Graphic designer – Graphic Communication
‘I am not a Geordie’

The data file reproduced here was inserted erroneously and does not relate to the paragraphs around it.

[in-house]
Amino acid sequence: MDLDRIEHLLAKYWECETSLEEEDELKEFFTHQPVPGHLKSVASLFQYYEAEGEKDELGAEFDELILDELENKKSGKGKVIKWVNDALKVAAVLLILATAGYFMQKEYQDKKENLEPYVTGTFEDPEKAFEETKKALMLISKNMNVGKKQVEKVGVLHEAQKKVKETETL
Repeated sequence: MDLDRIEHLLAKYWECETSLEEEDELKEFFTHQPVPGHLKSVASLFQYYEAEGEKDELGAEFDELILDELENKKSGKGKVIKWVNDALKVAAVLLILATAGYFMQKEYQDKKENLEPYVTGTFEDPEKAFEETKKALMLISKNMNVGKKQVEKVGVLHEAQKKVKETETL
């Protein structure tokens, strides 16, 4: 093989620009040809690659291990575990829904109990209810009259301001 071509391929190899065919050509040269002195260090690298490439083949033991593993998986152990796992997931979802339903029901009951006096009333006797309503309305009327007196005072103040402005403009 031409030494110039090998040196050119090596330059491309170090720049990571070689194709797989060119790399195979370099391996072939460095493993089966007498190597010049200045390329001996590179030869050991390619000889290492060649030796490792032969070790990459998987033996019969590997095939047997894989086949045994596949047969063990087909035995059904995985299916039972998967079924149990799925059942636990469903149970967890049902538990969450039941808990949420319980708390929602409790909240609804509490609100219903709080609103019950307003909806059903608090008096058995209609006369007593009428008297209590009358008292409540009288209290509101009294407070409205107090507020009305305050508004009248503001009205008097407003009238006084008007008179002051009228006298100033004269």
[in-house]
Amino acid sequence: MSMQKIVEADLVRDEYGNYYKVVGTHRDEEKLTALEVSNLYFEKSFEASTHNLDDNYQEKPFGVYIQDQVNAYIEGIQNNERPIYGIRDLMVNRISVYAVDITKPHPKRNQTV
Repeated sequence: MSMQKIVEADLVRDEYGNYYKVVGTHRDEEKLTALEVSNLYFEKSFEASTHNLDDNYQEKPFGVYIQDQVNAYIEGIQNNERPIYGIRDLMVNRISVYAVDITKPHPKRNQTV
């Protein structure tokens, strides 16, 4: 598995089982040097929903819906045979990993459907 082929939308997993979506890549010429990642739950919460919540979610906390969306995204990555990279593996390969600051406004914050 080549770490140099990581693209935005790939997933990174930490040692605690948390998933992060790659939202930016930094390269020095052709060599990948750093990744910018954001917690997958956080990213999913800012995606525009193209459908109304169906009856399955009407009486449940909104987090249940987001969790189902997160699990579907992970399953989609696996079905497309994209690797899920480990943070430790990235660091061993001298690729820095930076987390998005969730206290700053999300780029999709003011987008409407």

It is easy for people living outside of the North East to group everyone from the North East into the Geordie category, simply because of their accents. ‘I am not a Geordie’ is a magazine created to give an introduction to the North East, in particular Middlesbrough and Newcastle. Each region has its own identity, dialect, history and community and the purpose of ‘I am not a Geordie’ magazine is to promote and celebrate that through experimental typography and photography, exploring language and identity the magazine celebrates each region for what they are. The magazine explores the history of both Newcastle and Middlesbrough, celebrating in particular how Middlesbrough was born into an industrial town and regenerated into a town described as ‘shopping, administrative, cultural and service centre of growing importance.’ Photographic research into historic landmarks still existing today is also celebrated in the magazine to help distinguish the two regions as their own. It was also important that people’s perceptions on the North eastern regions were involved in the magazine as receiving people’s initial perceptions are what triggered the whole project off. The gathered general perception on people from the North East was that they all have a Geordie accent, also not many people actually know where Middlesbrough is. This provoked a passionate response to provide a ‘guide’ to distinguishing Middlesbrough from Newcastle. Language and identity is a big part of this project so the magazine explores the dialect of the North East which has always maintained a strong sense of cultural identity with most of its dialect words being traced back to the Angles. Looking at language also is contributions from designer and typographer Sam Winston with his design perception on language and poet Andy Willoughby with his passionate poems about his home town of Middlesbrough. Each region has its own identity followed on from history, which is something to be passionate about.